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W.I.S.H. – Weekly Insights for Spiritual Health 07-21-2021

Read:  Exodus 17:6, Numbers 20

We’ve been following the life of Moses for months, and for 120 years!  Now, his life is coming to a close.  He is not allowed to enter the promised land.  It doesn’t seem right to me; God seems too harsh here.  After all that Moses did for God, and for the people, he is prevented from entering the promised land because he got angry, and wacked the rock twice for water, instead of only once.  Really!?   Because of that single act of angry disobedience Moses is not permitted to lead the people into the promise land.  The people of God would wander the wilderness for 40 years, until the last of that rebellious generation had passed away. Moses included.

It doesn’t seem right to me. Is there more to the story?  I don’t know.  Perhaps some day we will understand it better.  There’s so much that we don’t know, and I’m not sure that we can really comprehend the relationship between God and Moses.

An important truth about life, stated in the Bible, is that in this world we do not get what we deserve (Hebrews 11:32-39).  Is God using Moses as an example for us all?  What if Moses’ life represents a warning from God – not of God’s wrath or punishment, but for missing out on the abundant life and the blessings God offers to us daily?   Anger didn’t keep Moses out of Heaven (salvation), but anger did prevent his reaching the Promised Land in this lifetime.  Is that a timeless lesson for us?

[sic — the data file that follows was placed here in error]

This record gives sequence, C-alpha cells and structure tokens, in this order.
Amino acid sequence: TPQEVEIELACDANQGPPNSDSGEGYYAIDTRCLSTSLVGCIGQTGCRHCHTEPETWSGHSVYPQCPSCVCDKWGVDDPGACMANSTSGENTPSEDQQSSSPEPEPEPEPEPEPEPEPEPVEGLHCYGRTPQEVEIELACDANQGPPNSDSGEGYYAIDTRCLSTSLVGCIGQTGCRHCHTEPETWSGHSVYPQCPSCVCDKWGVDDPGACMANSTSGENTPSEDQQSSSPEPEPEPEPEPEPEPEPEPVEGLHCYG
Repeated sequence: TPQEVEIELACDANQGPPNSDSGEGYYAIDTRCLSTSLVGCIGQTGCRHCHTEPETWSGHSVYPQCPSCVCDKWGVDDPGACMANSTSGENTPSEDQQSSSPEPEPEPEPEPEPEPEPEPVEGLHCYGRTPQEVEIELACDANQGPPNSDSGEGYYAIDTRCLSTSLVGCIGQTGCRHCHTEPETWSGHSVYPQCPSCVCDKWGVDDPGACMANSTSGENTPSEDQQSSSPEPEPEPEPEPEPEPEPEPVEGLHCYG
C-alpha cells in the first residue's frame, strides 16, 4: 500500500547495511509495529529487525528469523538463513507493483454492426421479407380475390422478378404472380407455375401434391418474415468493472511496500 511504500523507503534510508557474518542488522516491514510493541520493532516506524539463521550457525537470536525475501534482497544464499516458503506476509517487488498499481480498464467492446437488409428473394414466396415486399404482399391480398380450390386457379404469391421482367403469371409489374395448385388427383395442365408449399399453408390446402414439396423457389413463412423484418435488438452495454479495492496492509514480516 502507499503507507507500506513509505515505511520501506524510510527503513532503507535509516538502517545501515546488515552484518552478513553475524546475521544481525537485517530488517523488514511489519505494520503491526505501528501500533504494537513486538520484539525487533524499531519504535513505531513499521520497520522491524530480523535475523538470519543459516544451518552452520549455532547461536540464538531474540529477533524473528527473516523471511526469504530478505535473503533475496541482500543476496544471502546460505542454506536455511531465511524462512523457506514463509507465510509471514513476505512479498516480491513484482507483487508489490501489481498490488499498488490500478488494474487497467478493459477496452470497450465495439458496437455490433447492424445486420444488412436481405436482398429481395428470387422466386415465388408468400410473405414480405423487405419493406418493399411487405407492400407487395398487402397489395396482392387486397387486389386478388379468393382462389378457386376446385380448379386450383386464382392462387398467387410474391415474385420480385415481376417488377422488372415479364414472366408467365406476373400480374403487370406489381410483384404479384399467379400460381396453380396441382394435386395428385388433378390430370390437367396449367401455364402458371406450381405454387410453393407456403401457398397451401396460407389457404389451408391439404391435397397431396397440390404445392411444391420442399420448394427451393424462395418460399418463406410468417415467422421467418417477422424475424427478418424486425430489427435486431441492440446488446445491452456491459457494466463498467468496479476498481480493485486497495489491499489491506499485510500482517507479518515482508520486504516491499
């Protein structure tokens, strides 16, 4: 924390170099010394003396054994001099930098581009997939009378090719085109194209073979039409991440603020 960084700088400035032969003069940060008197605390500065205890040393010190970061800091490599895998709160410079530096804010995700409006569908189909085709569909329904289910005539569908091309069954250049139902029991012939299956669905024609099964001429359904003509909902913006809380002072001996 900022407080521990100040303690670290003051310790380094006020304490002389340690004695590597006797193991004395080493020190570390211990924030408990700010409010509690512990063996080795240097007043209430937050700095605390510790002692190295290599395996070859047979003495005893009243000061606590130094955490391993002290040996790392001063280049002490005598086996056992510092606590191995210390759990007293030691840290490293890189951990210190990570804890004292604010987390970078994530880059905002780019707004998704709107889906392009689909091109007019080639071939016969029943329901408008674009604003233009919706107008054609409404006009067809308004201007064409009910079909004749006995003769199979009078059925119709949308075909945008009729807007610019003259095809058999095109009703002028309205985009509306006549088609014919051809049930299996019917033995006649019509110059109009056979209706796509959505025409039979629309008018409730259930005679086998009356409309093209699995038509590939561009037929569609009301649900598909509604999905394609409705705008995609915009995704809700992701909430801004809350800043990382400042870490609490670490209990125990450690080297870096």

I think of Henry David Thoreau’s words, “I went to the woods because I wished to live deliberately, to front only the essential facts of life, and see if I could not learn what it had to teach, and not, when I came to die, discover that I had not lived.”   There are things that can keep us from living life fully.  There are things that prevent us from realizing an abundant life in Christ; anger is one of them.  Moses died at age 120 without entering the promised land; nevertheless the story does continue.

That is another point: the story of God’s people is bigger than any one person.  The Bible shows us that God’s purpose is bigger than Abraham, Isaac, Jacob, Joseph, or Moses. God’s mission is ongoing, spanning the generations, and greater than any one leader can fulfill.  Moses hands the baton to Joshua; it is Joshua’s turn to lead the mission.  But for us the question is this:  how will we lead or follow in our time?

Shalom,

Pastor Rob Nystrom